This iconic stadium celebrated its 80th anniversary in 2010 and appears much as it did when it was constructed with the notable exception of the increased size which now holds up to 80,000 fans and the use of modern technology such as the LED scoreboards that were first added in 1997. As a way to preserve tradition at the university, the school eschewed the trend towards artificial turf in the 1990s and has always maintained a natural grass field as well as a scoreboard that does not include advertisements. The construction of this field was a major upgrade for the Fighting Irish from Carter Field which ultimately expanded the team's reputation thanks to the coach at the time, Knute Rockne.
The University of Notre Dame is synonymous with tradition and football. The school was established in 1842 and has long been known for its football program. In 1930, coach Knute Rockne worked to move the team from Cartier Field to a much larger stadium that would rival those of other universities in an era when the largest programs were also building mammoth stadiums. Rockne also worked to develop a team that was worthy of the investment in a new stadium by winning games. Utilizing the same company that brought Comiskey Park and New York's Yankee Stadium and the Polo Grounds to life, Notre Dame built their stadium using the Big House at the University of Michigan as a model. When completed, the stadium cost $750,000 and could hold 59,075 fans.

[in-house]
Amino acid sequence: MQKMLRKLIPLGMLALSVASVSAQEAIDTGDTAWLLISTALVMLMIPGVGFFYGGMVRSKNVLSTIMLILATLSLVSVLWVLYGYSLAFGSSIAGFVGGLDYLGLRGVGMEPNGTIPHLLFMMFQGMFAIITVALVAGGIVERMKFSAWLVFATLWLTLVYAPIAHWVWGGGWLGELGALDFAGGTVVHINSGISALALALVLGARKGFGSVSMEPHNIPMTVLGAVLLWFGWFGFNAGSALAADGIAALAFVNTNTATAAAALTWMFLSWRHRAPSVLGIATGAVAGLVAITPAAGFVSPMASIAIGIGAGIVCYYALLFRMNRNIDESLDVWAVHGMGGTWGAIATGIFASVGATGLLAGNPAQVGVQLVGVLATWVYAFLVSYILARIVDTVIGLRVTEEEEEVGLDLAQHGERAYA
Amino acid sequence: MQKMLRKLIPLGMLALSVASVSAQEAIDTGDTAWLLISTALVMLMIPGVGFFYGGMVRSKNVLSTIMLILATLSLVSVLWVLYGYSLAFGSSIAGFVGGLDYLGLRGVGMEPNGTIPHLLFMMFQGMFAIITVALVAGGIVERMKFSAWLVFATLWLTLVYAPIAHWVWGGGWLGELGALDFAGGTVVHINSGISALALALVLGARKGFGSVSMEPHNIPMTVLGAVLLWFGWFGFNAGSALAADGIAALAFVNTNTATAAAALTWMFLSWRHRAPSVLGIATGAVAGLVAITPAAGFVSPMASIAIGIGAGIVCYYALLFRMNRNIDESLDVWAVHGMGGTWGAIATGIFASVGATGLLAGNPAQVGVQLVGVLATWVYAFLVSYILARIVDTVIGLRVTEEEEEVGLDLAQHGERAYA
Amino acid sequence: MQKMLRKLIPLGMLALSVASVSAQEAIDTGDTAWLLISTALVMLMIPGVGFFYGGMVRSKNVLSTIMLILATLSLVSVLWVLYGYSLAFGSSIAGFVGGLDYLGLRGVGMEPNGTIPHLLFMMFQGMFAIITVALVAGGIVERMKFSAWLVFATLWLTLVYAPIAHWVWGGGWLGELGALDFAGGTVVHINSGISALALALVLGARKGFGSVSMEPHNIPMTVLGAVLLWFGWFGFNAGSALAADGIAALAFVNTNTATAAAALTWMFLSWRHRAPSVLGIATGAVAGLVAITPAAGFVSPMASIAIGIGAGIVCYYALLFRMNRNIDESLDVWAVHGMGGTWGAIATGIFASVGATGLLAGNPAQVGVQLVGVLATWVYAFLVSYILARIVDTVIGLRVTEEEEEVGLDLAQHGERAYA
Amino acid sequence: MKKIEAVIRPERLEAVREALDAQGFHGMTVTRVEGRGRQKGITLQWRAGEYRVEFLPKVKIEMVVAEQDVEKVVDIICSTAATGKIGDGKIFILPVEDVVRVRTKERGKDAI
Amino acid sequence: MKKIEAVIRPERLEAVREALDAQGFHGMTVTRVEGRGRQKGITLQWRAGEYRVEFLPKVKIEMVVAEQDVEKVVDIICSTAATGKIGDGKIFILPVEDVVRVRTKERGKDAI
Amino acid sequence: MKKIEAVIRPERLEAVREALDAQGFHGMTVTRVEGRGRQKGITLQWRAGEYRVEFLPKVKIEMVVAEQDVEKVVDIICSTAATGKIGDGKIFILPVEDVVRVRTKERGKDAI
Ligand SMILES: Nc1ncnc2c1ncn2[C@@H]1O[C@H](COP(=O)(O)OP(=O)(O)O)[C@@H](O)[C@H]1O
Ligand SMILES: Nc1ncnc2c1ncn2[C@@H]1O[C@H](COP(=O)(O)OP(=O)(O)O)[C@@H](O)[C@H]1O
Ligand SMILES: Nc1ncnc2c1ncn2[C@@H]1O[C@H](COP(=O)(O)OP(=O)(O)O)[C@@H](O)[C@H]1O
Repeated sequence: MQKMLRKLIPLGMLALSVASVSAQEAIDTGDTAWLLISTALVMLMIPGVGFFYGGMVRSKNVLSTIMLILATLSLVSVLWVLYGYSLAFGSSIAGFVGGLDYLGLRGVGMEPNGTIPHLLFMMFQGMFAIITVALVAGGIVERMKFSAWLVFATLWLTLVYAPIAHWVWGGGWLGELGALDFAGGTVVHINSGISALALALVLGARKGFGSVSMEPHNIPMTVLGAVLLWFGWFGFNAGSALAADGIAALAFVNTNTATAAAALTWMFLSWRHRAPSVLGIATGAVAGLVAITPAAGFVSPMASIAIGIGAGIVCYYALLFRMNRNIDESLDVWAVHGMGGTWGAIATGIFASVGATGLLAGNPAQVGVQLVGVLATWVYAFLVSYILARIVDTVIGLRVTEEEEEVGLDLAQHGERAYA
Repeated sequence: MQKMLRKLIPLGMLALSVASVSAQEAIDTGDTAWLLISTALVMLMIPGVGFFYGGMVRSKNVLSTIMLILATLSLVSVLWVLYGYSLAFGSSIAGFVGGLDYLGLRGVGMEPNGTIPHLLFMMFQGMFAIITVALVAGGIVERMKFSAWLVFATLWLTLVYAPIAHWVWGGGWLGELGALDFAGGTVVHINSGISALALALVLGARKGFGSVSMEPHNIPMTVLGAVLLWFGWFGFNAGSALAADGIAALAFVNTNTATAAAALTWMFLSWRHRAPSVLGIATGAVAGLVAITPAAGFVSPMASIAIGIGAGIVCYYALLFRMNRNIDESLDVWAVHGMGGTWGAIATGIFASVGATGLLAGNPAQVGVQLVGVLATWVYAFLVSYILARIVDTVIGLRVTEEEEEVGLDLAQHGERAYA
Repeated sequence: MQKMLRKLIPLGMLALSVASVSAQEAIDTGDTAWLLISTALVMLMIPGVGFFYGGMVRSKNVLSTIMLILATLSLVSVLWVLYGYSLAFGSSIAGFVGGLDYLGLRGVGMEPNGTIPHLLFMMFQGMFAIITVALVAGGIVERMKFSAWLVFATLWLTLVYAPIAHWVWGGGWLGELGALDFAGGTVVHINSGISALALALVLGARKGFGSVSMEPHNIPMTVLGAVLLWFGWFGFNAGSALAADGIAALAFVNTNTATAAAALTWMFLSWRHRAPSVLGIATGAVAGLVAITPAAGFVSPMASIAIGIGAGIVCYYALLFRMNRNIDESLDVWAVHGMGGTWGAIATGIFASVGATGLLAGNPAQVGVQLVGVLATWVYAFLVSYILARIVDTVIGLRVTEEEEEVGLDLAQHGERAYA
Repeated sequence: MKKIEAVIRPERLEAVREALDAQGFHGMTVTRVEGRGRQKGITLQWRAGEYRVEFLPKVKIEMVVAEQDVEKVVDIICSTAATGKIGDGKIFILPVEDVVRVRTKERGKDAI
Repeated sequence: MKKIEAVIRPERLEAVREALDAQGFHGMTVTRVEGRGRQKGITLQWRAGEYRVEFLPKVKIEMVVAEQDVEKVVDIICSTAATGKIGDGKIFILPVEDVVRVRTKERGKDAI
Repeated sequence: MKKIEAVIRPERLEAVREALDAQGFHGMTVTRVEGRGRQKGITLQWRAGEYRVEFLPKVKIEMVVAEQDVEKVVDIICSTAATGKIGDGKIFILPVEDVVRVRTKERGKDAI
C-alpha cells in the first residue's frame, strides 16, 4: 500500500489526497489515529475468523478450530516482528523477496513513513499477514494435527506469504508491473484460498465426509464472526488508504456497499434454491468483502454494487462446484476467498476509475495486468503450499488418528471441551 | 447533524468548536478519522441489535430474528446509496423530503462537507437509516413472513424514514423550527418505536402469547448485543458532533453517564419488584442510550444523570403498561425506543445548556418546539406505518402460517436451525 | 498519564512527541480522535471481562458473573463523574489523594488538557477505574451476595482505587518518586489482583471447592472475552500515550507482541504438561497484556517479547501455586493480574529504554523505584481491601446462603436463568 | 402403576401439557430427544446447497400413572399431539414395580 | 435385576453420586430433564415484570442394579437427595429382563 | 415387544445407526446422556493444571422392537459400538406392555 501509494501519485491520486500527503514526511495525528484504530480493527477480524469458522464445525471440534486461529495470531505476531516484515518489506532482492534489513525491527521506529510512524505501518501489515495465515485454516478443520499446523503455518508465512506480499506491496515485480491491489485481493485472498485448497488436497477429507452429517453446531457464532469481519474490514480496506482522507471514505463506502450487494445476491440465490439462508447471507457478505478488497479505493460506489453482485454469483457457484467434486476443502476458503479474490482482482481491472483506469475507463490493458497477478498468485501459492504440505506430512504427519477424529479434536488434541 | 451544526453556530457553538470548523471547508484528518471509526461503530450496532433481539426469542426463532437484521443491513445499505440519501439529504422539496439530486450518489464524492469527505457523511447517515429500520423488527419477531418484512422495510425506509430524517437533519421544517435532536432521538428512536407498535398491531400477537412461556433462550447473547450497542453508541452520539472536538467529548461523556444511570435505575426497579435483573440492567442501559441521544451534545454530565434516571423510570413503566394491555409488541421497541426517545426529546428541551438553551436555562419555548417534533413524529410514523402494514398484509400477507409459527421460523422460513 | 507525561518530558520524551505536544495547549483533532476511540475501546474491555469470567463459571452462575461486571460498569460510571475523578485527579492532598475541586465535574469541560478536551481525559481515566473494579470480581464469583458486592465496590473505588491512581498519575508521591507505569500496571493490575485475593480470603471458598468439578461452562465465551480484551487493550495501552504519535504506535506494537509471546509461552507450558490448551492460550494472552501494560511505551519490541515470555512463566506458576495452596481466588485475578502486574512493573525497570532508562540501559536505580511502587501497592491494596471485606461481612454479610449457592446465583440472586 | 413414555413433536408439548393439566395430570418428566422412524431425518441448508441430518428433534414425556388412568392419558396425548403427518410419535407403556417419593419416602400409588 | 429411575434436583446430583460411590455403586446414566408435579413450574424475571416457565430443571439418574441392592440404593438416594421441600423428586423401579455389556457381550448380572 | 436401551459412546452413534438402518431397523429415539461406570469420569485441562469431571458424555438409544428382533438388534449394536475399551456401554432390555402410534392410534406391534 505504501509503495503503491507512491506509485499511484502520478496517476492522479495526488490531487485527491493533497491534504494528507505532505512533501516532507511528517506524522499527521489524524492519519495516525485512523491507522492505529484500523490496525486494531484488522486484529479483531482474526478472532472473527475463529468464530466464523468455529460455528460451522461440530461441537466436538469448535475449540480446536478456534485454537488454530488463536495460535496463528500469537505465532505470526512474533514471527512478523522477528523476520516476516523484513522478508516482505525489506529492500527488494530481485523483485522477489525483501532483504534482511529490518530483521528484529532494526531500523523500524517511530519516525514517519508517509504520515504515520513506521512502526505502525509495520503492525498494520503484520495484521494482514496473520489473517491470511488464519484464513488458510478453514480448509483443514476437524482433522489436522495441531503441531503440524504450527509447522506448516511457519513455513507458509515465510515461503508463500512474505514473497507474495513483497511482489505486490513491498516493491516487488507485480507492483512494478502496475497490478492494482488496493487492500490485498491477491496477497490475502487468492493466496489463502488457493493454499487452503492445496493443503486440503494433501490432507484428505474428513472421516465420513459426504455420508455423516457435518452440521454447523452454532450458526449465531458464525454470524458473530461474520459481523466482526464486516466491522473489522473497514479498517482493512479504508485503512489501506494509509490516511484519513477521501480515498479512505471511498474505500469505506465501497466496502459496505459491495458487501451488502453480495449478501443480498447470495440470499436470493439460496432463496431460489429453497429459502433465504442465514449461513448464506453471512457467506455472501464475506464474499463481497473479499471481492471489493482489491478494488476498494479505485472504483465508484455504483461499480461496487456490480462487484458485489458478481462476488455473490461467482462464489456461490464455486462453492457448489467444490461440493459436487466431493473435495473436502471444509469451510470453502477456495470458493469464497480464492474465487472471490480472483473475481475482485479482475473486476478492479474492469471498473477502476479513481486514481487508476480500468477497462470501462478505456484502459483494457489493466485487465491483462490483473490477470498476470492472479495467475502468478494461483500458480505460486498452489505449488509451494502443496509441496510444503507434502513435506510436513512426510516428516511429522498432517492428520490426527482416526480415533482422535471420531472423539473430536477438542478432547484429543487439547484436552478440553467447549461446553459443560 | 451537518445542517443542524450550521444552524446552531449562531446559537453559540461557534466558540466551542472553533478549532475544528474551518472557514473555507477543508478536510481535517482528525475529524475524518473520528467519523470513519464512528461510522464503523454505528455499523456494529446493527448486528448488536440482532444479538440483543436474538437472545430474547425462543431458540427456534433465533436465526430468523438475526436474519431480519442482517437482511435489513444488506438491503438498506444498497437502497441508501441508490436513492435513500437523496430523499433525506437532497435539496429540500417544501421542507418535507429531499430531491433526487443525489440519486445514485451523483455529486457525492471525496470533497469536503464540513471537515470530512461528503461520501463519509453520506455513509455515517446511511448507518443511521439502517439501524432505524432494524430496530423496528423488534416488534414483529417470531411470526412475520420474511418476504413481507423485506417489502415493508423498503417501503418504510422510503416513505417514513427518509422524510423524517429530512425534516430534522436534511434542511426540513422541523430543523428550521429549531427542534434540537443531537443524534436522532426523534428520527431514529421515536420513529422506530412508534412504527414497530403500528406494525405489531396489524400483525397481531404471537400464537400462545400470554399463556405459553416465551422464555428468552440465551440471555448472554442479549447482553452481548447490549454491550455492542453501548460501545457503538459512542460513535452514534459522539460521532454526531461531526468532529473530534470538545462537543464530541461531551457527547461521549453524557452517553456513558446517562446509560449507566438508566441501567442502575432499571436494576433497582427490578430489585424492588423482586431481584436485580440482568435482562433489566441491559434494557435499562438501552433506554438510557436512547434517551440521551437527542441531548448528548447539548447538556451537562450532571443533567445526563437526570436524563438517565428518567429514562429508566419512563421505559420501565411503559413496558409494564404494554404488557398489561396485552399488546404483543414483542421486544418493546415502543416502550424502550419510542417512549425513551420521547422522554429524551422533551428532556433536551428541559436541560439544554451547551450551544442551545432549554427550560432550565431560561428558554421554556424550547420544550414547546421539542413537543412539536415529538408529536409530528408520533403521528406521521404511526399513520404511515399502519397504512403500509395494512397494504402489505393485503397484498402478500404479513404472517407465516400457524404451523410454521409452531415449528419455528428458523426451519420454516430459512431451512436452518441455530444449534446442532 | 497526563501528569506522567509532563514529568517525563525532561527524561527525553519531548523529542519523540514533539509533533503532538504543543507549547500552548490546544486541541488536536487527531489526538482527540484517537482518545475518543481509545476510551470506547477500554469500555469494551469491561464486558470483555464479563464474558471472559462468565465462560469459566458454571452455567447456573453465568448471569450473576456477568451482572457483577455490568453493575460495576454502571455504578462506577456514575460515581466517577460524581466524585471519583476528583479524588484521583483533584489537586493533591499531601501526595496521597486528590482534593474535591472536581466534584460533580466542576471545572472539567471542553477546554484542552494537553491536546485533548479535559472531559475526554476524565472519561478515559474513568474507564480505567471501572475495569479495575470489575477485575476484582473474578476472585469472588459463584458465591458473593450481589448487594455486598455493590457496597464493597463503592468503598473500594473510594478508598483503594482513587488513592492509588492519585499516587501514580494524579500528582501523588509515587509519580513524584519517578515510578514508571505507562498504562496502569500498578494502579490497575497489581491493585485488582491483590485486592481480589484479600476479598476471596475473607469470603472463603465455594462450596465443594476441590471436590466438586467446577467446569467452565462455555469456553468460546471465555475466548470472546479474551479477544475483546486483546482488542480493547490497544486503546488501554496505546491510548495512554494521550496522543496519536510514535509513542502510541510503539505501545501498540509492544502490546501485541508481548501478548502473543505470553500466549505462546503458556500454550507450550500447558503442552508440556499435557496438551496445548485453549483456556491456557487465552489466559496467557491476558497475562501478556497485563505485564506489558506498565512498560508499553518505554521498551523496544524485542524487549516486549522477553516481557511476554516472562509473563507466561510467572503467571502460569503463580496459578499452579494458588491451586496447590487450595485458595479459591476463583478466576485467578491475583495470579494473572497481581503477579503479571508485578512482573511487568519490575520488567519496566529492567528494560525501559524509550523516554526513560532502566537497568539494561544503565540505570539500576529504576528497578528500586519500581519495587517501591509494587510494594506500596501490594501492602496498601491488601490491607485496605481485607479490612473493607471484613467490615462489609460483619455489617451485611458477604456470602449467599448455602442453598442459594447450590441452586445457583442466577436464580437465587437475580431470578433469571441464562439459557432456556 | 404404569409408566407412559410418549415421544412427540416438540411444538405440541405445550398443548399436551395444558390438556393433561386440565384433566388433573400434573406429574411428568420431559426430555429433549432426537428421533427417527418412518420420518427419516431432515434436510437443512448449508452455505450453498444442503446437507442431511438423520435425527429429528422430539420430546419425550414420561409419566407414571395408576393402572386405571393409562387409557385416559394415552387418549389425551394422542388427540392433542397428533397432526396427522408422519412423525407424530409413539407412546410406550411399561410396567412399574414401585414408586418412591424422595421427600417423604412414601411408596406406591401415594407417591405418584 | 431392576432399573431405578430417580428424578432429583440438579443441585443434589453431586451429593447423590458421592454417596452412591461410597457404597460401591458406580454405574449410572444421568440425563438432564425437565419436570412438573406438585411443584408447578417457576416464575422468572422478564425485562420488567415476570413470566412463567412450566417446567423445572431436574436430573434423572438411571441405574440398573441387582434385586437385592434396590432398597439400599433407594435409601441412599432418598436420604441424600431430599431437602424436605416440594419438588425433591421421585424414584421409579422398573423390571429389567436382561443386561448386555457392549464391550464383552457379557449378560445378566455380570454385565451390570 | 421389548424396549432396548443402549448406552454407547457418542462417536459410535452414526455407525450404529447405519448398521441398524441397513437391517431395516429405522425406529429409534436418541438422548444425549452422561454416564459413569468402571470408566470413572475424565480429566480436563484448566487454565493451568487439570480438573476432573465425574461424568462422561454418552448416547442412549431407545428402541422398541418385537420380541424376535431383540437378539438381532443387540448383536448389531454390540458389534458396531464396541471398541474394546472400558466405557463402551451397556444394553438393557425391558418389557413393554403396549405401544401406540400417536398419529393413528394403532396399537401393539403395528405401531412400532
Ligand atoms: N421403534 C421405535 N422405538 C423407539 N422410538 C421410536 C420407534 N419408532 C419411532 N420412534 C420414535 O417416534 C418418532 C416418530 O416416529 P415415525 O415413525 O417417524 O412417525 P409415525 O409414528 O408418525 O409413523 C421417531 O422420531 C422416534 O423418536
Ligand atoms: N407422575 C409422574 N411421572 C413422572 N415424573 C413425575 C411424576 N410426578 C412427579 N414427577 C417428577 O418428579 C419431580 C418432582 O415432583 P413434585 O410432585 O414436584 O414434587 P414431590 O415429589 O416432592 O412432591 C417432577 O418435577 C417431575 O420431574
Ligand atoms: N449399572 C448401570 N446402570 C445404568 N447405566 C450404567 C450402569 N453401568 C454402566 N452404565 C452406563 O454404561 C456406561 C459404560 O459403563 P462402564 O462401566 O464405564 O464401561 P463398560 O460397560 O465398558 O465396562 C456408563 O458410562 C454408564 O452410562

Knute Rockne was only Notre Dame's coach for the first season of the new stadium due to a fatal plane crash in 1931. To honor the late coach, many of the details and practices that Rockne insisted upon were followed in later years. Rockne insisted that they keep the sod from Cartier field and that the surface would only be used for football. Rockne even implemented and supervised the parking system.
In 1997, the university added an additional 21,000 seats bringing the maximum capacity to over 80,000. This project cost over $50 million and included several renovations and new technology such as two new LED scoreboards, a new grass field, permanent lights, and a three-tier press box. Before this renovation, Notre Dame only hosted day games due to the lack of lights. Today, the university still holds only a few night games in accordance with tradition.